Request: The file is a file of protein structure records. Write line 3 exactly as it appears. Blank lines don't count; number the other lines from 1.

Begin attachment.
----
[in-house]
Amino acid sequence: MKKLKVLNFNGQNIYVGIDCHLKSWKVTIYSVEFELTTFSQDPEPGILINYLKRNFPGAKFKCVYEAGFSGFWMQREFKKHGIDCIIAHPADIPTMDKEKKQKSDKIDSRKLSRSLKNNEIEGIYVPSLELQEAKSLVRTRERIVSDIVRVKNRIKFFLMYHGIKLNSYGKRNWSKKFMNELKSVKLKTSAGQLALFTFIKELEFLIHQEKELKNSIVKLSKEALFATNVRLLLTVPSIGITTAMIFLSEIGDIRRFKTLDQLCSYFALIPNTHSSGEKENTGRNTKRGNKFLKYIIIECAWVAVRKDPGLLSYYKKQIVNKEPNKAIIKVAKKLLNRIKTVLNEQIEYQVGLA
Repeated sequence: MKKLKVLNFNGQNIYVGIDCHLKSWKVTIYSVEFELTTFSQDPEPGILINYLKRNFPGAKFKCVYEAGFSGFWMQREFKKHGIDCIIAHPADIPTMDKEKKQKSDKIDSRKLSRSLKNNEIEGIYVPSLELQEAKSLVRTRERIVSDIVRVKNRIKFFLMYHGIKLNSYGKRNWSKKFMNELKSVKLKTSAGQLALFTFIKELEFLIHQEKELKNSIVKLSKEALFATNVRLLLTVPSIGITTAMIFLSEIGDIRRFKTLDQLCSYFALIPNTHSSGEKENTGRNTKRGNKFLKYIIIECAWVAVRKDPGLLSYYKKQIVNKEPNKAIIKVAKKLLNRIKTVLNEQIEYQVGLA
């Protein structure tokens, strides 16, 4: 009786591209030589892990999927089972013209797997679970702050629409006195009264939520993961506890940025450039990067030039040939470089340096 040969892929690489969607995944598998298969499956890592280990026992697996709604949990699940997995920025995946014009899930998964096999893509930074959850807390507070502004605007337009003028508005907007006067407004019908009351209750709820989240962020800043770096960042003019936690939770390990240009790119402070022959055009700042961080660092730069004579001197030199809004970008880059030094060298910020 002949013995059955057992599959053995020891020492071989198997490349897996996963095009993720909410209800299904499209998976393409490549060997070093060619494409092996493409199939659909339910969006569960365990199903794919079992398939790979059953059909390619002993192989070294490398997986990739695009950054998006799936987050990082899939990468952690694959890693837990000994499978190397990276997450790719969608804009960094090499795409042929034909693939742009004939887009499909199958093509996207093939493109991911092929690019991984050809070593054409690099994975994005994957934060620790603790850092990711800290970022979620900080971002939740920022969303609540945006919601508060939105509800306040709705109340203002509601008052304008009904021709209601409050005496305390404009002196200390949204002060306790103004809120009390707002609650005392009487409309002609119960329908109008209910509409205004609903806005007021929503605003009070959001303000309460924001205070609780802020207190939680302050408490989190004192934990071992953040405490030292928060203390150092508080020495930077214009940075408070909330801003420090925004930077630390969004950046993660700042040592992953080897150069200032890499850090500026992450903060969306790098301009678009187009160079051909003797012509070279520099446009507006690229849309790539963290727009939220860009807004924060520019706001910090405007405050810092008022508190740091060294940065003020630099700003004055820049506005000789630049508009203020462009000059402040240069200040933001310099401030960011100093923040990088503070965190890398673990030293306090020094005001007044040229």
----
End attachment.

Repeated sequence: MKKLKVLNFNGQNIYVGIDCHLKSWKVTIYSVEFELTTFSQDPEPGILINYLKRNFPGAKFKCVYEAGFSGFWMQREFKKHGIDCIIAHPADIPTMDKEKKQKSDKIDSRKLSRSLKNNEIEGIYVPSLELQEAKSLVRTRERIVSDIVRVKNRIKFFLMYHGIKLNSYGKRNWSKKFMNELKSVKLKTSAGQLALFTFIKELEFLIHQEKELKNSIVKLSKEALFATNVRLLLTVPSIGITTAMIFLSEIGDIRRFKTLDQLCSYFALIPNTHSSGEKENTGRNTKRGNKFLKYIIIECAWVAVRKDPGLLSYYKKQIVNKEPNKAIIKVAKKLLNRIKTVLNEQIEYQVGLA